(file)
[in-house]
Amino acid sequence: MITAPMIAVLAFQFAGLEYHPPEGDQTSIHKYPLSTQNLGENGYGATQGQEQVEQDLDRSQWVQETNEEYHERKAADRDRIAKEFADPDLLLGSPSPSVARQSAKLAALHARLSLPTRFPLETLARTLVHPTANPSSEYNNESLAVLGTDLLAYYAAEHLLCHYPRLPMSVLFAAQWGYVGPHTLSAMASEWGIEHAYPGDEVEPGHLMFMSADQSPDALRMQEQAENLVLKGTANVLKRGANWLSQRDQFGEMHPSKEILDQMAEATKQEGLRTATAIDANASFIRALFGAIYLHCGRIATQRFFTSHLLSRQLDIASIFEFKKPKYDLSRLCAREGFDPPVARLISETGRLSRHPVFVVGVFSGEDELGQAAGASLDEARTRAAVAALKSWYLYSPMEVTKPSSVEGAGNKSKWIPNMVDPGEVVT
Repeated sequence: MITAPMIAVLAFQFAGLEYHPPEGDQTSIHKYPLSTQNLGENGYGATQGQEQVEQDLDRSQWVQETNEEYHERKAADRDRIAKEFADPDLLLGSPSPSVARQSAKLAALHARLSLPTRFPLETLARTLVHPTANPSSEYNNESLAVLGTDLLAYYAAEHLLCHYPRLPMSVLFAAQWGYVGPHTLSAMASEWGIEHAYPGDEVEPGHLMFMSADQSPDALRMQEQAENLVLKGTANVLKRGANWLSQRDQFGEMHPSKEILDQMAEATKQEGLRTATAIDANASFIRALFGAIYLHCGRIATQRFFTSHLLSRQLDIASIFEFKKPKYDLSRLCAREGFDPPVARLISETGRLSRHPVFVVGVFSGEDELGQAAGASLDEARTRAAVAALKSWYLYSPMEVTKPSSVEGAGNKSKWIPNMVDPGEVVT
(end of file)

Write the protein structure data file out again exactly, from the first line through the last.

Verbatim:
[in-house]
Amino acid sequence: MITAPMIAVLAFQFAGLEYHPPEGDQTSIHKYPLSTQNLGENGYGATQGQEQVEQDLDRSQWVQETNEEYHERKAADRDRIAKEFADPDLLLGSPSPSVARQSAKLAALHARLSLPTRFPLETLARTLVHPTANPSSEYNNESLAVLGTDLLAYYAAEHLLCHYPRLPMSVLFAAQWGYVGPHTLSAMASEWGIEHAYPGDEVEPGHLMFMSADQSPDALRMQEQAENLVLKGTANVLKRGANWLSQRDQFGEMHPSKEILDQMAEATKQEGLRTATAIDANASFIRALFGAIYLHCGRIATQRFFTSHLLSRQLDIASIFEFKKPKYDLSRLCAREGFDPPVARLISETGRLSRHPVFVVGVFSGEDELGQAAGASLDEARTRAAVAALKSWYLYSPMEVTKPSSVEGAGNKSKWIPNMVDPGEVVT
Repeated sequence: MITAPMIAVLAFQFAGLEYHPPEGDQTSIHKYPLSTQNLGENGYGATQGQEQVEQDLDRSQWVQETNEEYHERKAADRDRIAKEFADPDLLLGSPSPSVARQSAKLAALHARLSLPTRFPLETLARTLVHPTANPSSEYNNESLAVLGTDLLAYYAAEHLLCHYPRLPMSVLFAAQWGYVGPHTLSAMASEWGIEHAYPGDEVEPGHLMFMSADQSPDALRMQEQAENLVLKGTANVLKRGANWLSQRDQFGEMHPSKEILDQMAEATKQEGLRTATAIDANASFIRALFGAIYLHCGRIATQRFFTSHLLSRQLDIASIFEFKKPKYDLSRLCAREGFDPPVARLISETGRLSRHPVFVVGVFSGEDELGQAAGASLDEARTRAAVAALKSWYLYSPMEVTKPSSVEGAGNKSKWIPNMVDPGEVVT